A 40-year-old De Pere man says he rescued a dog in a car after a trip to the grocery store. The dog’s owner says he only left his dog alone for a few moments.
Kevin Leurquin tells NBC26 that he was horrified when he heard the cries of a dog inside a cold car on his way out of Festival Foods in west Green Bay, so he decided to take matters into his own hands.
Leurquin says he checked out of the grocery store at around 8:30 Monday night. When he walked out to his car, he says he heard the dog whimpering in a turned-off vehicle across from his.
He says his immediate instinct was to save the dog from the bitter cold. He found that the doors of the car were unlocked, so he took the dog and brought it into his car to warm up.
The temperature at the time was 7 below zero.
One veterinarian who spoke with NBC26 says she starts to worry about a pet's safety at 45 degrees and warns people not to take their pets anywhere in these conditions.
She says the rule of thumb is if we're cold, then chances are, our pets are cold, too.
As a dog owner, Leurquin agrees.
"They get cold just like us. Just because they have fur, that's not a fur coat. I mean, it's just a small layer of fur and that dog was shivering,” says Leurquin.
As for the dog’s owner, Leurquin says he waited with the dog in his car for about a half hour before the owner came out to retrieve it. He caught the encounter on video and the dog owner was very upset, claiming he was only in the store for a couple of seconds.
Leurquin says he called law enforcement about an hour after the exchange to report the incident. Police say no charges have been filed.
The dog's owner says the dog didn't need rescuing and was not neglected. He says the dog barks a lot because he is young, less than a year old, and has separation anxiety. However, he appreciates Leurquin's concern.
Police also say if you ever find yourself in a situation like this one, the best thing to do is call them.
Although there are Good Samaritan laws allowing you to save a person or pet in a dangerously hot or cold car, police say they are trained on how to handle these cases and it is better to let officers do the job.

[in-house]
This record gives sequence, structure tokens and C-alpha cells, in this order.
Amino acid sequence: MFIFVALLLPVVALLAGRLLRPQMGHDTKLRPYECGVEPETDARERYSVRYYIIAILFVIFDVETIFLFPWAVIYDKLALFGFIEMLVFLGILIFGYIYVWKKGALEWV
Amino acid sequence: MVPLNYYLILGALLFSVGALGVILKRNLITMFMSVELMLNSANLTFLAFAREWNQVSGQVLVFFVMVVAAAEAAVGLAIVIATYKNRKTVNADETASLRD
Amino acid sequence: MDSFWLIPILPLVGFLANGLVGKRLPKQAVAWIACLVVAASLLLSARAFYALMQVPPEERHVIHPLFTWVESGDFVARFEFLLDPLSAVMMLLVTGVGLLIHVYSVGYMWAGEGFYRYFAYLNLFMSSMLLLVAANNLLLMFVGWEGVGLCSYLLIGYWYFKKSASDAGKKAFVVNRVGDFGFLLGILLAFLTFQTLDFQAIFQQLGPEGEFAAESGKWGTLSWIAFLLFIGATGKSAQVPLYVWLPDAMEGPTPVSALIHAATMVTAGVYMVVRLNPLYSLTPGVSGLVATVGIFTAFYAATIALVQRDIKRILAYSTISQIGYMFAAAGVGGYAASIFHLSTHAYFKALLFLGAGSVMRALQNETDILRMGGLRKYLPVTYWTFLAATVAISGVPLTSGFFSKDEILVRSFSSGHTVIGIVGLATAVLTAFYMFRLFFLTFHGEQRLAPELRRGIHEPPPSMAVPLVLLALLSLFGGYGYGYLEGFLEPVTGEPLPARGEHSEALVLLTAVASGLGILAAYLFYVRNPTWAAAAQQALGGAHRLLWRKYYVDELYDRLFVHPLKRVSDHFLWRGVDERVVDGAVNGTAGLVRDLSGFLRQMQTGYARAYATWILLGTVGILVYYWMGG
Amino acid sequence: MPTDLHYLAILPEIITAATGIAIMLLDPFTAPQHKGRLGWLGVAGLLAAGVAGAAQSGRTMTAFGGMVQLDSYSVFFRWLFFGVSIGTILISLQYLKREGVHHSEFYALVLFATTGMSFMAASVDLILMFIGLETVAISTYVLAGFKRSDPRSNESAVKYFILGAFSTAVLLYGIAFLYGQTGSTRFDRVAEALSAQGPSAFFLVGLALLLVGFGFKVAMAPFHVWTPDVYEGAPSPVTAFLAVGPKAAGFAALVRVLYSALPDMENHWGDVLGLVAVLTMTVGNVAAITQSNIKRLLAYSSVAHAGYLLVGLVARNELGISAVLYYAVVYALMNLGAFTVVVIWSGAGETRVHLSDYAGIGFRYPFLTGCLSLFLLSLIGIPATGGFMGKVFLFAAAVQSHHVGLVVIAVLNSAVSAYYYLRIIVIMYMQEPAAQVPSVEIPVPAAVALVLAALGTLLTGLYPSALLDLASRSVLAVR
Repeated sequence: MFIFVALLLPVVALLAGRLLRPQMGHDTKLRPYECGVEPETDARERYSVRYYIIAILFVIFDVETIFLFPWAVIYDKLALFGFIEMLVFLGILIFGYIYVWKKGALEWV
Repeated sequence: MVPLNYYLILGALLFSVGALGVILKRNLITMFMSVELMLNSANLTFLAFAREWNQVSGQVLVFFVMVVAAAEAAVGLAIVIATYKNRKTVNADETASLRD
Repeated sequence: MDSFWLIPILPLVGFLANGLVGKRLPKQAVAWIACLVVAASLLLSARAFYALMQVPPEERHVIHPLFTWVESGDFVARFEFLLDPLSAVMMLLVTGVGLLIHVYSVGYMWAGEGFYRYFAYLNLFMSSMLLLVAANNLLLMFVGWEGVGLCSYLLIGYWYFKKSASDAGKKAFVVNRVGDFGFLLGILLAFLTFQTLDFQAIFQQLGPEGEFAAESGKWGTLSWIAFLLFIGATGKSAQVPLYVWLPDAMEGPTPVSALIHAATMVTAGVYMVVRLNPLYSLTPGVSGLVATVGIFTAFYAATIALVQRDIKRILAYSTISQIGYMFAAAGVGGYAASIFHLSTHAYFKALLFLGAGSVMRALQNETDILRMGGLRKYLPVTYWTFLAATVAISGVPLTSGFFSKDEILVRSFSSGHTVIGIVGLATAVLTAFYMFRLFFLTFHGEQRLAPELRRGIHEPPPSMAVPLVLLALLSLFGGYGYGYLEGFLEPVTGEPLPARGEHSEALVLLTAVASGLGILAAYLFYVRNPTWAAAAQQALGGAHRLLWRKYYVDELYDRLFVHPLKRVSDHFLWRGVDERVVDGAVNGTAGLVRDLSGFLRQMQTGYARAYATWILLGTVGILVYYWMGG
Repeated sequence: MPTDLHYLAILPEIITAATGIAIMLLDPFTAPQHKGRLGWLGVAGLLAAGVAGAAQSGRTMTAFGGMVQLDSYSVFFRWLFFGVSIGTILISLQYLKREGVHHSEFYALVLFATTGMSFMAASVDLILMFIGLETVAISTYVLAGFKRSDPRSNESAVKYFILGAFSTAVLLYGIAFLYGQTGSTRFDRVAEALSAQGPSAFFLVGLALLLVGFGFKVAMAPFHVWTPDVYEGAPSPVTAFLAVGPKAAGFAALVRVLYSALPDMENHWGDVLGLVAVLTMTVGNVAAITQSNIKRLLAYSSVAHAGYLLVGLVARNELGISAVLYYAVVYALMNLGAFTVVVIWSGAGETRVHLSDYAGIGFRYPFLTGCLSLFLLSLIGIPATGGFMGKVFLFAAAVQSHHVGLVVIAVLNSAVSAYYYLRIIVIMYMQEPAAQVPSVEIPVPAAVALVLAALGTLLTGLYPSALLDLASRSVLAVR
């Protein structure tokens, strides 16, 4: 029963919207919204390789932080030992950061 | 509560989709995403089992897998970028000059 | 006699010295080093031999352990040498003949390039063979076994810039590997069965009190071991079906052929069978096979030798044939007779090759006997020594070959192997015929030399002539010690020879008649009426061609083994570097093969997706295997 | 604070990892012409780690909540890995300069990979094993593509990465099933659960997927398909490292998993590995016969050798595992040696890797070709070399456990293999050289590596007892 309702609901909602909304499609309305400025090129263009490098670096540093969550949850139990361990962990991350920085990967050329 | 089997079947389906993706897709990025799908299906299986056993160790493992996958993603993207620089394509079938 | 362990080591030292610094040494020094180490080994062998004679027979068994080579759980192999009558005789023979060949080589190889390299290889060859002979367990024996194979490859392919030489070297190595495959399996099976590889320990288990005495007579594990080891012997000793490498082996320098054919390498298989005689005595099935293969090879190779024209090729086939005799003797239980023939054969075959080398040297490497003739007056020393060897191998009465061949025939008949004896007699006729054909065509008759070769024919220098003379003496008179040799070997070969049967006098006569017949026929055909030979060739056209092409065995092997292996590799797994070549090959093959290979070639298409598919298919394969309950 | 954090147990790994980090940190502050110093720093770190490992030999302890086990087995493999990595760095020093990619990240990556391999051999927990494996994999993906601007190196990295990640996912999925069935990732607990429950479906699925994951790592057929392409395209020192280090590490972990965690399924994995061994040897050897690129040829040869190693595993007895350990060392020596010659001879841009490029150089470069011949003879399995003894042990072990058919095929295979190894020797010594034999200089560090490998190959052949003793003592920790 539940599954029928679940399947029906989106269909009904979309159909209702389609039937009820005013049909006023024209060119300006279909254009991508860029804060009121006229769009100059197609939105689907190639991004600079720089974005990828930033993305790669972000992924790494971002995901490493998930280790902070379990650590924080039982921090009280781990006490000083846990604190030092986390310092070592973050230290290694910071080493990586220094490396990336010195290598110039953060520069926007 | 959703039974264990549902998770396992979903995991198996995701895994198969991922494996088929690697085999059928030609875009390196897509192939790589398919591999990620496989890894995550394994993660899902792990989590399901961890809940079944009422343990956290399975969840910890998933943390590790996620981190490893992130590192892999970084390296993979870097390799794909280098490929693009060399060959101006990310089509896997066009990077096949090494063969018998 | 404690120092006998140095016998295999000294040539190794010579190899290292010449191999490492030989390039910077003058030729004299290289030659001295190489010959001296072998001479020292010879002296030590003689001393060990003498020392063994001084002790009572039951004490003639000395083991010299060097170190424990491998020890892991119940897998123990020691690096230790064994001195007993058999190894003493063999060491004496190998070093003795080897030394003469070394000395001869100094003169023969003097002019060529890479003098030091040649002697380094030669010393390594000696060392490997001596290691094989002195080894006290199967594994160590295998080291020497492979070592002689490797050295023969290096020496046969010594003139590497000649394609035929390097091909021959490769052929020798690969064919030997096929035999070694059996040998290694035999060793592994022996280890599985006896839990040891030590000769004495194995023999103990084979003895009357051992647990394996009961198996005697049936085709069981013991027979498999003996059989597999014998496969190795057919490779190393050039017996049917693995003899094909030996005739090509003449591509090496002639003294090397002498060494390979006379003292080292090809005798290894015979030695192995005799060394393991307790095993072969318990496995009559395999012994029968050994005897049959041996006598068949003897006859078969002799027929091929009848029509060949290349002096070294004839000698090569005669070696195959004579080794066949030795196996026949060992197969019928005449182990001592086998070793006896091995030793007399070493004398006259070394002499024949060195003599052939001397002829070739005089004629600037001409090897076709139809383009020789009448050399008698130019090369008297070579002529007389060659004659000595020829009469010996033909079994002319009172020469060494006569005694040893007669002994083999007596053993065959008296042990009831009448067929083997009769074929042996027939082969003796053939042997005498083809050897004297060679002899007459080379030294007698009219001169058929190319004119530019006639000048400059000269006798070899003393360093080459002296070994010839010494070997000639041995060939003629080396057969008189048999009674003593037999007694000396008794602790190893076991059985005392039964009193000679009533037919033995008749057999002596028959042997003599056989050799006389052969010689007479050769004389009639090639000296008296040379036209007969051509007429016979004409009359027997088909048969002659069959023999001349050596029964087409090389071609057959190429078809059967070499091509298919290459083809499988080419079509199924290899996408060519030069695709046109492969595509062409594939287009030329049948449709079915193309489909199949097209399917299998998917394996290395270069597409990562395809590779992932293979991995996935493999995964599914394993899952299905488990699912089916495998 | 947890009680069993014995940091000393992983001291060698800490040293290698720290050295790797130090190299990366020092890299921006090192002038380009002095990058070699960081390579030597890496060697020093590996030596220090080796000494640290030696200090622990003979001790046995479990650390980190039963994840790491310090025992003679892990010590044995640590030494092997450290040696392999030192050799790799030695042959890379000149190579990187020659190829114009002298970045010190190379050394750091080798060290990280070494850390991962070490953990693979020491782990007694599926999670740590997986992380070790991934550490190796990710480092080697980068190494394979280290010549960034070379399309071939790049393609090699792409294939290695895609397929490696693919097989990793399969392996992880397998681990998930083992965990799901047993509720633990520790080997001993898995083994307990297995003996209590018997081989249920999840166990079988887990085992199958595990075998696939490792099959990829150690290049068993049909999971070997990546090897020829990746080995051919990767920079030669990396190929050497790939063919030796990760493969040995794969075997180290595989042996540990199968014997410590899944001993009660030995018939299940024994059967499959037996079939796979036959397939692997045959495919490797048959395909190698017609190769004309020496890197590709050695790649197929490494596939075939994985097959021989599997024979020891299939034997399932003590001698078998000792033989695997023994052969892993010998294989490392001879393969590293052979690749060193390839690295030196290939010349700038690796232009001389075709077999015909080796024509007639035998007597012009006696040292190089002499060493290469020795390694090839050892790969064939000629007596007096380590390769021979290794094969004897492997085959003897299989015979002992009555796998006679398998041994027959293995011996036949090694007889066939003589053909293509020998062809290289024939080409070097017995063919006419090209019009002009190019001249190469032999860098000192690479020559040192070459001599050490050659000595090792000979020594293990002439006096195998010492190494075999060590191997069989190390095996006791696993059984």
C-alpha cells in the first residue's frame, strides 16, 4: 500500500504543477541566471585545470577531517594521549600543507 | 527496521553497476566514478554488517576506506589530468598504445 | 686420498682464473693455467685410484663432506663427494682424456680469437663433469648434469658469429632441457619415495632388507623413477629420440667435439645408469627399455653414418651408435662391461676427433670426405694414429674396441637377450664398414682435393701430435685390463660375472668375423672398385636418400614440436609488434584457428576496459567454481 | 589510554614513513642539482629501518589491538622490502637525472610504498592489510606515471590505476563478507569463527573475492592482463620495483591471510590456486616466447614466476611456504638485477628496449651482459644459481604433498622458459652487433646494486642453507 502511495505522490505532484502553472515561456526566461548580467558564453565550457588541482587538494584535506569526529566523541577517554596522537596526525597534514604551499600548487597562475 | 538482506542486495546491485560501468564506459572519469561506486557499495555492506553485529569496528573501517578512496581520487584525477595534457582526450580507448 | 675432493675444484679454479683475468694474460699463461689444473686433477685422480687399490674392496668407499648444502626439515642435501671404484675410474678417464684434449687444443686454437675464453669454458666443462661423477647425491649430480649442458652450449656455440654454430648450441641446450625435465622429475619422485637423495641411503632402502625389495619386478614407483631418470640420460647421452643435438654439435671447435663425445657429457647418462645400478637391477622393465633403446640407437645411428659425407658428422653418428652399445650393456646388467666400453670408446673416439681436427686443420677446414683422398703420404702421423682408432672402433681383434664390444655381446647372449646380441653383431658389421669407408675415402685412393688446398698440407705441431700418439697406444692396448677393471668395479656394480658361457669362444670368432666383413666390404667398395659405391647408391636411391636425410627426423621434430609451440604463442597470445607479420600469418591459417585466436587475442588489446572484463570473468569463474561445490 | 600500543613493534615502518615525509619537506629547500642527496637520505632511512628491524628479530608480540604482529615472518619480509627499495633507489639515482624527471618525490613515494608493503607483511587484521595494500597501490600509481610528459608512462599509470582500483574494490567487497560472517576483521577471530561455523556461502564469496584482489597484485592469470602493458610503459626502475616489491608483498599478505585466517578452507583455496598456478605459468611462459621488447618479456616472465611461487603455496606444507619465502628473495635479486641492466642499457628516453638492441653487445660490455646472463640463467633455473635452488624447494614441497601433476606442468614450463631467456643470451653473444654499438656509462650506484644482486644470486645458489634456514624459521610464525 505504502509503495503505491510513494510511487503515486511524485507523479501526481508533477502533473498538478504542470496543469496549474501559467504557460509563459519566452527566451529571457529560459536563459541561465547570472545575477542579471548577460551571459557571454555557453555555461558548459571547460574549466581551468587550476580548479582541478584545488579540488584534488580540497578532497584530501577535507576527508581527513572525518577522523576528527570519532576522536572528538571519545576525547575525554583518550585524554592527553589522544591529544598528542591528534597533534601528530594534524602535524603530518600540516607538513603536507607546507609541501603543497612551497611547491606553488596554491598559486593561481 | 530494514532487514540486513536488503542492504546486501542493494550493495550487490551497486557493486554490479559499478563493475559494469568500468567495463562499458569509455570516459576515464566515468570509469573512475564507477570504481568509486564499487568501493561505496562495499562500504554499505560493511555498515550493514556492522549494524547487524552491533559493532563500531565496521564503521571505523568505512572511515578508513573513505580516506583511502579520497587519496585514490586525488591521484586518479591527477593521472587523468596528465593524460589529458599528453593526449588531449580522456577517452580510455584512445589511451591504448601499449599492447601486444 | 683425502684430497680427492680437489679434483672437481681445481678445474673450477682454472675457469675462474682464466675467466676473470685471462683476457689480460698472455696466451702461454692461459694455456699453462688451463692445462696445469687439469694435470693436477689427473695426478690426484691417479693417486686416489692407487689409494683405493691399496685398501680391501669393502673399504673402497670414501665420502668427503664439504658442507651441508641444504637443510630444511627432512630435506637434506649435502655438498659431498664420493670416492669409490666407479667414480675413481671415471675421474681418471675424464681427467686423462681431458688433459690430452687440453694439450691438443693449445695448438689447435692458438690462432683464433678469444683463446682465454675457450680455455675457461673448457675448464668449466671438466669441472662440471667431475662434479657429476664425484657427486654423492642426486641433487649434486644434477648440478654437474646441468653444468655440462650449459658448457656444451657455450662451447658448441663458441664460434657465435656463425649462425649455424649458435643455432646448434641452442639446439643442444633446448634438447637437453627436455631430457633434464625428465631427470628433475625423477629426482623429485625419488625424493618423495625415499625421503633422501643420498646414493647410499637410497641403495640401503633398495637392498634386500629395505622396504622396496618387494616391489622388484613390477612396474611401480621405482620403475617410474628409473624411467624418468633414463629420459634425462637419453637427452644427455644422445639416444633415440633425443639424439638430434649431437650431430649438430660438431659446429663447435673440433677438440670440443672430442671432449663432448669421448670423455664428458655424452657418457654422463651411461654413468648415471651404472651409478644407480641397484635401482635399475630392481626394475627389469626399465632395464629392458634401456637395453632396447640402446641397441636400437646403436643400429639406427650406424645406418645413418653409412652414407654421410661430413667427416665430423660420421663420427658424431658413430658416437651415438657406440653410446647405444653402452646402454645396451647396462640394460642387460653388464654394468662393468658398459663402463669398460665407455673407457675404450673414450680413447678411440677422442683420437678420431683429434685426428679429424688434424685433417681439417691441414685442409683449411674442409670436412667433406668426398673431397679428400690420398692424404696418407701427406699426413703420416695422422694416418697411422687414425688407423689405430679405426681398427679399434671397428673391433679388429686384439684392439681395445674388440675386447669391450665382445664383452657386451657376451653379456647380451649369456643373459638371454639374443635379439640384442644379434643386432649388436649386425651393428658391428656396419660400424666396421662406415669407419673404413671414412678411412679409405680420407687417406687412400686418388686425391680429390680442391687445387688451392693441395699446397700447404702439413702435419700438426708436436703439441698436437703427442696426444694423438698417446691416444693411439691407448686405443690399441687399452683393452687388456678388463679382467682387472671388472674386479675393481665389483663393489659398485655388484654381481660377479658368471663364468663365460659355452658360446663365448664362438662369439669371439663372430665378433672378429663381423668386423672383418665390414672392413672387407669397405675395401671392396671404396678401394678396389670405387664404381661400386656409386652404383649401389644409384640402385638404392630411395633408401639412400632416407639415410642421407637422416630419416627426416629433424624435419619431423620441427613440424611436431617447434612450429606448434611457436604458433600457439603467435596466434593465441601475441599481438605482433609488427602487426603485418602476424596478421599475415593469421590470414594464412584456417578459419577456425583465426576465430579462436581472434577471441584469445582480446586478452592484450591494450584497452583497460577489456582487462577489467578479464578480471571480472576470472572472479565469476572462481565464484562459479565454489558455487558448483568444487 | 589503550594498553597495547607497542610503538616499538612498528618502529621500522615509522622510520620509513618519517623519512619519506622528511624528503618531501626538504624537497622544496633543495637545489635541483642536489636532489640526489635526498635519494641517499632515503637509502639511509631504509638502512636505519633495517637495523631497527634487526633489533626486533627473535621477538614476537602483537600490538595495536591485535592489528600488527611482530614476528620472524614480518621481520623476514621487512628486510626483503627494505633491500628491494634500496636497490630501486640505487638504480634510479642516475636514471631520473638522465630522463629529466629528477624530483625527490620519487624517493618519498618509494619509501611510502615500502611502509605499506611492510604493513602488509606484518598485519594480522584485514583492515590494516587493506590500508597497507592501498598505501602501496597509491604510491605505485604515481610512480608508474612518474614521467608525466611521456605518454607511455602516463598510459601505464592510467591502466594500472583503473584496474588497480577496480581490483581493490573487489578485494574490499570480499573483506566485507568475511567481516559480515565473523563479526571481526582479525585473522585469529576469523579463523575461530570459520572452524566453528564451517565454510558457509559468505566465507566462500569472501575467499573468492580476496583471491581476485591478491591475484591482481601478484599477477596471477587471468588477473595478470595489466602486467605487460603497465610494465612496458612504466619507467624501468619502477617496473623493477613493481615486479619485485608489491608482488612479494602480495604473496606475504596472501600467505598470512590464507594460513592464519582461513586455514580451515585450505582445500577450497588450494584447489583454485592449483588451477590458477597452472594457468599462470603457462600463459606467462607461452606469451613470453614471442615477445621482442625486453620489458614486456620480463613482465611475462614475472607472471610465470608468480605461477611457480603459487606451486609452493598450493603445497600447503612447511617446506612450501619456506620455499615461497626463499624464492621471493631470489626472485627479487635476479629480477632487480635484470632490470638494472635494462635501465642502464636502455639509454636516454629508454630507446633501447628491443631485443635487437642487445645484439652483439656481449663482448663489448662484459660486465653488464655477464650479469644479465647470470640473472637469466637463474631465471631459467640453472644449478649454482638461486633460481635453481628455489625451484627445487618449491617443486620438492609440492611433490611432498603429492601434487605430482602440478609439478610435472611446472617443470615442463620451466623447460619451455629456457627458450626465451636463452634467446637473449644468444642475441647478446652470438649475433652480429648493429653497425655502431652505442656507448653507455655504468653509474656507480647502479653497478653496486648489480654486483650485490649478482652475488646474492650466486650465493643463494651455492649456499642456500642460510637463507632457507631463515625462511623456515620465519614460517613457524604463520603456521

Here's an extended statement from Green Bay Police:
"Our recommendation in these animal welfare cases though will always be to notify police. We are trained professionals who are used to handling stray animals and it is much less likely that we will be bitten or injured while extricating an animal. Furthermore, we are much less likely to inadvertently allow the animal to escape, run into traffic, etc. Last, but not least, it is easier to document evidence of cruelty if we are direct observers of the situation which will usually aid in successful prosecution in neglect cases.
There is a state statute that allows for good Samaritans in the community to render aid to an animal they believe is endangered, however there are very specific requirements. With our short response times in Green Bay, it is our recommendation that members of the public contact us. Removing an animal from a vehicle is very likely to provoke a disturbance with the owner if they see it happening, which could also endanger the well-intentioned citizen. With all of that said, the statute is summarized below.
Wisconsin Statute 895.484 makes a person immune from civil liability if:
1. They have a “good faith” belief that the person or domestic animal was in imminent danger of suffering bodily harm
2. They use the minimum force necessary to remove the person or the animal
3. They must FIRST determine if the vehicle is locked before using force to enter
4. The MUST FIRST dial 9-1-1 or otherwise summon emergency responders BEFORE taking any action
5. They must wait with the person or animal until emergency services arrive, or leave contact information on the vehicle’s windshield as required by law."